2017_12 CEE_Buytaert - Workspace

Transcription

2017_12 CEE_Buytaert - Workspace
2017_12: Wireless sensor networks for river stage
and flow monitoring
Supervisors: Dr Wouter Buytaert ([email protected])
Department: Civil and Environmental Engineering
Multiple technological developments, ranging from wireless communication to the
miniaturization of electronics for computing and data storage, provide great
opportunities for environmental sensing. This is of global importance, because large
parts of the world are still very data scarce in terms of environmental variables such
as precipitation, stream flow and soil moisture. At the same time stressors such as
environmental degradation, climate change, and population growth are putting
increasing pressures on natural resources. The world’s mountains are among the most
vulnerable regions. Melting glaciers, deforestation, soil degradation, and erosion are
among the many processes that affect local and regional ecosystem services and
natural resources. Yet, traditional environmental monitoring networks in mountains are
often sparse and insufficient because of the harsh climate, difficult access, and strong
variability of weather, vegetation and topography.
Robust, low-cost and pervasive monitoring networks hold promise to complement the
traditionally available monitoring networks. Although the data quality of such sensors
may be lower, they can be employed in much larger quantities, given a better spatial
coverage, higher robustness and redundancy. They are also ideal to be employed in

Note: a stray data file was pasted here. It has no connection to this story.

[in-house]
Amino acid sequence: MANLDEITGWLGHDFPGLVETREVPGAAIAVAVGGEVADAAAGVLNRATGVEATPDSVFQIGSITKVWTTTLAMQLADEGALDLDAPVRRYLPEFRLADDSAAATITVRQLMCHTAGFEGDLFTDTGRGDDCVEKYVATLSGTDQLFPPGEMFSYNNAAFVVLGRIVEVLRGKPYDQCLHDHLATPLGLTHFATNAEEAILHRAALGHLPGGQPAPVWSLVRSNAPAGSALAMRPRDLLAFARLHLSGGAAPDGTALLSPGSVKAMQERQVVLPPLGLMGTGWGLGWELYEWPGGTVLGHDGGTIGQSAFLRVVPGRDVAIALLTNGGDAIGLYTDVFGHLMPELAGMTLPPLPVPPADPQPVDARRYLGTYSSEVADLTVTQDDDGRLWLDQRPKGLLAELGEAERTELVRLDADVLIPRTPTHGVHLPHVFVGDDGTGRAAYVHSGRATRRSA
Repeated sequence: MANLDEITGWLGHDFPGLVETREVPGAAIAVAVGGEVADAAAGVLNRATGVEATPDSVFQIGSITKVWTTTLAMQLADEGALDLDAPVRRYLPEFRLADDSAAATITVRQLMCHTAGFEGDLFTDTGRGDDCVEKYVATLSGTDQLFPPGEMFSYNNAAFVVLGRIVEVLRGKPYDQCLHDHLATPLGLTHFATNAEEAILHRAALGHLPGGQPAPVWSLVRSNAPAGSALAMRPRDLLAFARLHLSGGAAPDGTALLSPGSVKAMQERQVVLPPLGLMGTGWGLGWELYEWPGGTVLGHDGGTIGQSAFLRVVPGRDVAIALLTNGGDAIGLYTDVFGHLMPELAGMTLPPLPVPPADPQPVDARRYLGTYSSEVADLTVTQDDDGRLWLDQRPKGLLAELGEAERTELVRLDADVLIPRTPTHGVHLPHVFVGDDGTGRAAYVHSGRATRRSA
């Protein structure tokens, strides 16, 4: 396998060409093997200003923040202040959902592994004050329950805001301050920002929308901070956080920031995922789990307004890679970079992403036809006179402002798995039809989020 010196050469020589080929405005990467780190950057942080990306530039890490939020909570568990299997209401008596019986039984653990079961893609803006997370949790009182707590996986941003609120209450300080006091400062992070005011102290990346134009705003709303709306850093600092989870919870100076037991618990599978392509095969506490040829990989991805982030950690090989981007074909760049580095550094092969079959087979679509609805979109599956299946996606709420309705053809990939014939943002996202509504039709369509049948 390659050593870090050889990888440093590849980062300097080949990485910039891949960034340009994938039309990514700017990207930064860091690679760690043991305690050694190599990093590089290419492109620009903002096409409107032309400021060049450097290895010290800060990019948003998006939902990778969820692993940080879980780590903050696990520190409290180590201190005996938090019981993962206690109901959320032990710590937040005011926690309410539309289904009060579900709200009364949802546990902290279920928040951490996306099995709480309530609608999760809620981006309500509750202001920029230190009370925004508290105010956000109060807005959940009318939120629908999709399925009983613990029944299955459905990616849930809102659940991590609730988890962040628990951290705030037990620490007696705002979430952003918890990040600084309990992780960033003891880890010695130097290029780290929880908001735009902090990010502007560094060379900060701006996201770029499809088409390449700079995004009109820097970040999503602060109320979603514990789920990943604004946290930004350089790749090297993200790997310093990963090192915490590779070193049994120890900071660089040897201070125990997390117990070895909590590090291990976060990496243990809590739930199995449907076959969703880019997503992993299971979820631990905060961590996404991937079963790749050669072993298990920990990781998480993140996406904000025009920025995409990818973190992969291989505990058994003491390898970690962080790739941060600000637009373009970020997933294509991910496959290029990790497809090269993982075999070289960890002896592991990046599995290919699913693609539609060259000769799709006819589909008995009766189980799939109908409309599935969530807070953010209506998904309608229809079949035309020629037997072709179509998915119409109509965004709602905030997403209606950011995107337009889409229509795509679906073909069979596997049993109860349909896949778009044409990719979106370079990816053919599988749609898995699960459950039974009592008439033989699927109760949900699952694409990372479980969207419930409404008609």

a context of community-based approaches and citizen science, in combination with
mobile phone apps and other techniques for data visualization and communication to
non-scientific audiences.
For more information on how to apply visit us at www.imperial.ac.uk/changingplanet
Science and Solutions for a Changing Planet
Early prototyping and testing of the
robustness and accuracy of low-cost
water level sensors developed by the
hydrology group has shown great
promise for the application of such
sensors in remote mountain regions
such as the Andes (pictured) and the
Himalayas. This PhD project aims to
advance further the technological and
scientific basis for the development of
water level sensors and their application
in flood early warning systems. First, the
design of the existing prototypes will be
refined in collaboration with Electrical
Engineering department at Imperial
College
London,
with
potential
exploration of novel and upcoming
technologies such as the LoRa lowpower wireless transmission protocol.
Subsequently, the project will focus on
the analysis of data produced by the
sensor networks, and particularly the assimilation in hydraulic models of river flow and
discharge. This activity will be supported by both laboratory scale experiments, and
prototyping in field conditions with potential field sites in Nepal and Peru.
The project will be affiliated to the NERC/DFID funded research project on “Citizen
science for landslide risk reduction and resilience building in mountain regions”
(SHEAR programme), which aims to study the broader context and the potential of
new technologies to support community-based early flood warning systems in Nepal
and the wider Himalaya region.
For more information on how to apply visit us at www.imperial.ac.uk/changingplanet

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